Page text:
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archived research/articles

Managing Soil Nutrients in a Tough Market

 February, 2016

With many grain commodities well under five dollars a bushel, farmers are looking for ways to cut costs and muster a profit out of tight margins . That being said, getting the biggest and best crop for the given year is pivotal.  This is where proper soil management comes into play.  By ignoring soil health, fertility is left to a guessing game.  A full soil test includes values for nitrogen, phosphorus, potassium, sulfur, organic matter, zinc, cation exchange capacity, and a host of other nutrients.    Nitrogen is a free-moving nutrient in soil and can vary greatly year to year.  This makes nitrogen very important to test for. 


So, even when you feel you’ve no more pennies to pinch, consider at the very least, soil sampling for nitrogen.  Realistic fertilizer recommendations could be the smartest management tool you have when trying to minimize inputs and maximize yields. In a market that makes even the most optimistic farmer feel defeated, smart management tools  like soil sampling help combat a dismal pricing forecast.

The War on Weeds!  
December, 2015     

Herbicide resistant weeds are something we do not want taking over our state.  Montana already has herbicide resistance in Kochia and Russian Thistle in the North- Western part of the state.  Don’t contribute to the problem! Instead, fight back by using at least 2 (preferably 3) modes of chemical action and spraying your fallow fields when the weeds are under six inches in height.  Switching brand names does not necessarily mean you’re using different chemical groups.  Make sure to check the chemical label and rotate modes of action.

Test Plots 2015
The Power of Adjuvants
March, 2016

Herbicide resistance has changed the farming game.  Simple and repetitive chemical applications just don’t cut it anymore.  New chemical combinations are available to confront these concerns, but at a higher cost.  This growing issue is pushing the crop protection industry to take a hard look at the increasingly important role adjuvants play in driving these chemistries INTO target weeds.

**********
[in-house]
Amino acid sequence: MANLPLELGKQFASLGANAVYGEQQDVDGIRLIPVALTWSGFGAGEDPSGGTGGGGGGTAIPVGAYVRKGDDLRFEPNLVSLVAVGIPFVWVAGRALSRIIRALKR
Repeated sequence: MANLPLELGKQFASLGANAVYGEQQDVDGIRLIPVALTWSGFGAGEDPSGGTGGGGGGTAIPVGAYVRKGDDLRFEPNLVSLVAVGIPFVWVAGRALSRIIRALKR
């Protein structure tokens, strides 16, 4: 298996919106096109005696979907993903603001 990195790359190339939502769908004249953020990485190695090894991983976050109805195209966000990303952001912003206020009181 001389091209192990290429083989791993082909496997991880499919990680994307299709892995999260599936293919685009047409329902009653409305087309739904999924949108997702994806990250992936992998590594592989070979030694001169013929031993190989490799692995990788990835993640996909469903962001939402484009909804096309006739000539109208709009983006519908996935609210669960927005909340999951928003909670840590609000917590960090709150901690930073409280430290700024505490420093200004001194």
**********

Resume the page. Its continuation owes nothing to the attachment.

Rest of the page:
So, really, what is an adjuvant?  Adjuvants encompass a large selection of additives, including activator adjuvants, surfactants, crop oil concentrates, fertilizer additives, buffers, and more.  They serve a host of purposes, such as: enhancing herbicide performance and burndown, increasing product penetration, reducing surface tension, preventing foaming, decreasing spray drift, altering droplet size, and buffering hard water.  By using a proper mixture of adjuvants, farmers can be pro-active in the war on resistant weeds by increasing the effectiveness of their chemical applications.  Here’s a look at how the adjuvant industry is changing to take on the challenge of resistant weeds.


One of the several companies taking a hard look at adjuvants in the cropping system, is the Iowa based company, United Suppliers.  The adjuvant development manager, Dr. Patrick McMullan reports that simple combinations such as ammonium sulfate and a surfactant may not be sufficient.  The industry is focusing on more combinations, including more Methylated Seed Oil products in combination with a surfactant and AMS.  New adjuvants are expected in the pipeline, too, including products for use with new chemistry combination products, like Enlist Duo, Engenia (BASF), and XtendiMax (Monsanto).  With EPA approval, new products will be hitting the market to further increase chemical application effectiveness.  These products may become more widely used in fungicide and insecticide applications as well.


So what products do you need?  It all depends on the chemistries being used.  The most important thing is to read the chemical label.  Here you will find which adjuvants are compatible with the chemistry.  Your decision may also be based on weather, weed size, crop you’re applying to, tank mixes, etc.  Think of all the money allocated to your herbicide/fungicide/pesticide applications each year.  To make the most of these investments, spend a little extra on adjuvants to ensure your chemicals hit their mark.  This extra step will help achieve cleaner fields, higher yields, and protect your farm from the threat of resistant weeds.  Read “WAR ON WEEDS” above, to see how rotating chemical modes of action is another important step in your crop protection program.


Need help deciding on adjuvants/additives? Call CG Ag’s Certified Crop Adviser for guidance


Curran, W. S., D.D. Lingerfelter. 2009. Adjuvants for

Enhancing Herbicide Performance.  Pennsylvania State University Extension Publication UC106.  Penn State College of Agricultural Sciences.


Grassi, Matthew J. (2015).  Adjuvants Trending Up for Fighting

Weed Resistance. Crop Life.  Retrieved from



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